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State v. Rowland

Supreme Court of Tennessee, Jackson

June 2, 2017

STATE OF TENNESSEE
v.
RAY ROWLAND

          Session November 2, 2016

         Appeal by Permission from the Court of Criminal Appeals Criminal Court for Shelby County No. 1003516 James M. Lammey, Judge

         The issue we address is whether a defendant has an appeal as of right from the denial of a Tennessee Rule of Criminal Procedure 41(g) motion for return of property when the defendant did not file a pretrial motion to suppress and pleaded guilty. The defendant was indicted on charges of aggravated assault by use or display of a deadly weapon. Law enforcement officers seized guns and other related items from the defendant's home. The defendant did not challenge the seizure of his property and pleaded guilty to reduced charges of reckless endangerment. Three years later, he filed a Rule 41(g) motion for the return of property. The trial court dismissed the motion, and the defendant appealed. The Court of Criminal Appeals reversed and remanded, finding that the defendant may be entitled to relief under Rule 41(g) based on the court's determination that an illegal seizure occurs when, after a conviction, the State retains possession of property that is not stolen and not connected to the commission of a crime. See State v. Rowland, No. W2014-02311-CCA-R3-CD, 2015 WL 6601315, at *3 (Tenn. Crim. App. Oct. 30, 2015), perm. app. granted (Mar. 23, 2016). We hold that the defendant had no appeal as of right under Tennessee Rule of Appellate Procedure 3(b) from the trial court's order denying the Rule 41(g) motion. The Court of Criminal Appeals erred by hearing the defendant's appeal when it lacked jurisdiction under Rule 3(b) and by determining that the defendant could be entitled to relief under Rule 41(g).

         Tenn. R. App. P. 11 Appeal by Permission; Judgment of the Court of Criminal Appeals Reversed

          Herbert H. Slatery III, Attorney General and Reporter; Andrée S. Blumstein, Solicitor General; Jennifer L. Smith, Associate Solicitor General; M. Todd Ridley, Assistant Attorney General; Amy P. Weirich, District Attorney General; and Glen Baity and Billy Bond, Assistant District Attorneys General, for the appellant, State of Tennessee.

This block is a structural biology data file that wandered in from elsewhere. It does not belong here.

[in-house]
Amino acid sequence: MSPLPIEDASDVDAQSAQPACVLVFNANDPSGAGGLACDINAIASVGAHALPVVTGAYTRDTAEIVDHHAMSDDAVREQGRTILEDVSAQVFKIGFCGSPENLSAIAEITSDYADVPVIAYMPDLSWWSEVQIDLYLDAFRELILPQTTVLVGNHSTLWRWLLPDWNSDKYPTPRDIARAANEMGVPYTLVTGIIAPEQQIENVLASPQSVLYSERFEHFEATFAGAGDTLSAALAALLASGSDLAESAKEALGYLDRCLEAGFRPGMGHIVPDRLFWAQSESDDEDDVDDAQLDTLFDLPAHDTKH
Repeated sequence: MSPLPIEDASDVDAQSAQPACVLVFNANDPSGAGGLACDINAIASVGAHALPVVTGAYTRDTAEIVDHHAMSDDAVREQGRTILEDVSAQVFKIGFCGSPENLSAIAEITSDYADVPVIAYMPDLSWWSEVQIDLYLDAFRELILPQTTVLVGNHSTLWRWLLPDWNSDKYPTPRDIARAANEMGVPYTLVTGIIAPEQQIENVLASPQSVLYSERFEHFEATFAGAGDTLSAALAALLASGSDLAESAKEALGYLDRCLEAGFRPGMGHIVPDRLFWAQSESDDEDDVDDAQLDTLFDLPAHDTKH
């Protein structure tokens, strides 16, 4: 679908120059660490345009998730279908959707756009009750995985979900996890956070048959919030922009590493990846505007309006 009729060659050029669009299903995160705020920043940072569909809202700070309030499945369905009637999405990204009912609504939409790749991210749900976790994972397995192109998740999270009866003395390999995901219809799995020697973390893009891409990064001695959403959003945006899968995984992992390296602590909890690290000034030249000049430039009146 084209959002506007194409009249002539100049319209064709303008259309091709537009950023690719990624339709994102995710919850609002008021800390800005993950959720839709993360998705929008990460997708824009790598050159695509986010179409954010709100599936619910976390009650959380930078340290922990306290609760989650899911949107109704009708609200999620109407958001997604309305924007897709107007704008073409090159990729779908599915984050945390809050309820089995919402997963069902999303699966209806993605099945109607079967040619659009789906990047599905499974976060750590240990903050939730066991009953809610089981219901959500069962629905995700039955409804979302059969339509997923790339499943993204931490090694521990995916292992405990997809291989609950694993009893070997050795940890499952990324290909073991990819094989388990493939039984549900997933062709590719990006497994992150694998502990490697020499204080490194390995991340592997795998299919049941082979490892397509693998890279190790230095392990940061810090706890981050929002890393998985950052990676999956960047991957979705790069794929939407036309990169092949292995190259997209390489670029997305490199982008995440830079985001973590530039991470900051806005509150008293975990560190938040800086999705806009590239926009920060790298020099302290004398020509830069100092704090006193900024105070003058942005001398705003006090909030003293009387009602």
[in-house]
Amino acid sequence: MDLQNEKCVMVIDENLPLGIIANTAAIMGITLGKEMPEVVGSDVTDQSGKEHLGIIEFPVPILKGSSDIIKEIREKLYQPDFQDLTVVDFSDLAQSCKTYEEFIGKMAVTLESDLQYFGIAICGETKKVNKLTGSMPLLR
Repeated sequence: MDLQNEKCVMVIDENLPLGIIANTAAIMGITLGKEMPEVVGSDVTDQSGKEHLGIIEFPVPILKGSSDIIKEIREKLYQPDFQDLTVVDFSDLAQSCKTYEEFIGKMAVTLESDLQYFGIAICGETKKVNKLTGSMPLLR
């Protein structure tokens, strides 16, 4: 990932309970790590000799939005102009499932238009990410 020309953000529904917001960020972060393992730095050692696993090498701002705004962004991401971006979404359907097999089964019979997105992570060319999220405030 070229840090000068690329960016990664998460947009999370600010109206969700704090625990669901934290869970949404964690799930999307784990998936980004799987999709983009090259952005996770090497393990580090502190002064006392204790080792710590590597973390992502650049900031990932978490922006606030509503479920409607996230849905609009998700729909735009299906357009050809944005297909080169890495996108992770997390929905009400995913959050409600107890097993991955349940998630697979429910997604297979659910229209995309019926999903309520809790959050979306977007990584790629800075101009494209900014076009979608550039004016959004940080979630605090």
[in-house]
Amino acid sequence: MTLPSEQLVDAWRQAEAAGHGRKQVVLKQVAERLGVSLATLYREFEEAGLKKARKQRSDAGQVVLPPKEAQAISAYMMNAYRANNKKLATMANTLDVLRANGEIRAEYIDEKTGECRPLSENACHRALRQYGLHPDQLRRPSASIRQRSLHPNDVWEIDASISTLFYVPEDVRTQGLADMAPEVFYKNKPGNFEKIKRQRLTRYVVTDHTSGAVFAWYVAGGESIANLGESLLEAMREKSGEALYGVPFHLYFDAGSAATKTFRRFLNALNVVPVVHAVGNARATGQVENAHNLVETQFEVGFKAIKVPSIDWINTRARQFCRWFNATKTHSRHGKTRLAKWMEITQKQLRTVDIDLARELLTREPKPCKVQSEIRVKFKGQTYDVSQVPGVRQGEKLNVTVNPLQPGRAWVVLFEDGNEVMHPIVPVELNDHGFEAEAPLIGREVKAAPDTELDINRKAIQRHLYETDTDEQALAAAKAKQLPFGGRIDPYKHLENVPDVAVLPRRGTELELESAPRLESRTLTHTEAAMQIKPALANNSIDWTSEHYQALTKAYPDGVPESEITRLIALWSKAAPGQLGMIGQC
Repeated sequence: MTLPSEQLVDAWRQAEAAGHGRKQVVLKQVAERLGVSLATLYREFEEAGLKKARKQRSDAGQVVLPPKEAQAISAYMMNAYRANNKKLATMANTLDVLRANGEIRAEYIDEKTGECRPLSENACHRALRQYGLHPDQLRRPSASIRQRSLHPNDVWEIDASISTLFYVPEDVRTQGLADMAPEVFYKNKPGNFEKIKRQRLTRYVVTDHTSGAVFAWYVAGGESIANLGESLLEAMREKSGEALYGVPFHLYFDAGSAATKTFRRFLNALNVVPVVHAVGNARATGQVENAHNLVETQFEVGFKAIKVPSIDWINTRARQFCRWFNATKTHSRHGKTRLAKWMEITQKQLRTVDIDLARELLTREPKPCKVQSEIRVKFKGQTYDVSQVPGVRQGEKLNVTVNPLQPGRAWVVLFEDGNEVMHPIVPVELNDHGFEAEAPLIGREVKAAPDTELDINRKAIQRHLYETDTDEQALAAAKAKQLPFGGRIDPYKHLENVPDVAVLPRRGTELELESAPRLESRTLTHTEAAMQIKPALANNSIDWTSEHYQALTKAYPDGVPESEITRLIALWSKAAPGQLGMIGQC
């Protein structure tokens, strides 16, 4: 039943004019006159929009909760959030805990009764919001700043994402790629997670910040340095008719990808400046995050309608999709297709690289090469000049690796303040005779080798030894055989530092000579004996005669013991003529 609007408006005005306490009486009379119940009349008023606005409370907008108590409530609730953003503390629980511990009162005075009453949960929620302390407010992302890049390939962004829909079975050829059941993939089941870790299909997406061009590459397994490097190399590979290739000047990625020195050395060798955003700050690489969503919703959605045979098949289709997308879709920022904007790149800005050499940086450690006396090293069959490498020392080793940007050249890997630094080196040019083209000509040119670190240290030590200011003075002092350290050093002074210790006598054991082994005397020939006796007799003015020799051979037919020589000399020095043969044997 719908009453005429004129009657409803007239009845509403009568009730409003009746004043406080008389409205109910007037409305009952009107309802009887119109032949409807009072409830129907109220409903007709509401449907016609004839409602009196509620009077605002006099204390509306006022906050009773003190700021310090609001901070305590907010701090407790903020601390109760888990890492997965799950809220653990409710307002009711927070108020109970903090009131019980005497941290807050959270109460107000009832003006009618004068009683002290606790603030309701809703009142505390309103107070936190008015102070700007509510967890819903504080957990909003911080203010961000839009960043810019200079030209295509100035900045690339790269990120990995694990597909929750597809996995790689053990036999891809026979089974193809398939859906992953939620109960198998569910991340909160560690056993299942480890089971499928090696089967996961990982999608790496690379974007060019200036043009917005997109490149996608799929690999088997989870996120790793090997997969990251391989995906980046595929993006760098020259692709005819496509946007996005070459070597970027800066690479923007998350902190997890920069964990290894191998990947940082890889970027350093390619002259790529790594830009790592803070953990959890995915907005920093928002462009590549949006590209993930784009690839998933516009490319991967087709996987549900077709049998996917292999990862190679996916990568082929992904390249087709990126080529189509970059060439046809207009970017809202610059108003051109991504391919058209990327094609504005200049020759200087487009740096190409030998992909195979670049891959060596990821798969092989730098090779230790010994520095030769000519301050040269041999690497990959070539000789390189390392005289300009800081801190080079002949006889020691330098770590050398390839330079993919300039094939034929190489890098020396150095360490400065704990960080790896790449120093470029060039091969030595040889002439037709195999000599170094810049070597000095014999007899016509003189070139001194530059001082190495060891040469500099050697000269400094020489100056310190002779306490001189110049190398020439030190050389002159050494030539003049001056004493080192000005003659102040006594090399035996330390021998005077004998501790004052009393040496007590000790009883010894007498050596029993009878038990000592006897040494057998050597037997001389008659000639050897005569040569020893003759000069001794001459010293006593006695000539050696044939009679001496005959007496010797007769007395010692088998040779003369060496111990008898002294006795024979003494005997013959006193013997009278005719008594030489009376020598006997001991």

M. Haden Lawyer, Memphis, Tennessee, for the appellee, Ray Rowland.

          Sharon G. Lee, J., delivered the opinion of the court, in which Jeffrey S. Bivins, C.J., and Cornelia A. Clark, Holly Kirby, and Roger A. Page, JJ., joined.

          OPINION

          SHARON G. LEE, JUSTICE

         I.

         In May 2010, a Shelby County Grand Jury indicted Ray Rowland on two counts of aggravated assault by use or display of a deadly weapon. In August 2011, he pleaded guilty to a reduced charge of reckless endangerment on each count and received concurrent probated and suspended sentences of eleven months and twenty-nine days.

         On August 22, 2014, Mr. Rowland filed a Tennessee Rule of Criminal Procedure 41(g) motion for return of property in the Shelby County Criminal Court.[1] Mr. Rowland's motion alleged that, on February 24, 2010, the police went to his house after receiving a report that he had fired two gunshots in the direction of another individual. Mr. Rowland, who collected firearms, told the police he owned guns. The police informed Mr. Rowland that if he did not consent to a search of his house, "they would come back with a warrant, tear up his house, and blowtorch his safe." Mr. Rowland consented to the search; the police seized at least forty-seven items, most of which were firearms. Many of the firearms were new, had never been used, and could not have been used in the crime. Mr. Rowland sought return of the seized property based on the illegality of the warrantless search.

         In October 2014, the trial court heard the Rule 41(g) motion for return of property. Neither party introduced any evidence. Following argument of counsel, the trial court dismissed the motion for lack of jurisdiction, noting that Mr. Rowland consented to the search of his house and waived any issue with the search by pleading guilty.

         Mr. Rowland then appealed, and the Court of Criminal Appeals reversed and remanded to the trial court for a hearing on Mr. Rowland's Rule 41(g) motion. Rowland, 2015 WL 6601315, at *4. The intermediate appellate court reasoned that the State's continued retention of Mr. Rowland's property was an illegal seizure because the property was not stolen and was not connected to the crime for which Mr. Rowland was convicted. Id. at *3. Therefore, the Court of Criminal Appeals found that Mr. Rowland may be entitled to the return of his property under Rule 41(g) based on the State's retention of his property following his guilty plea. ...


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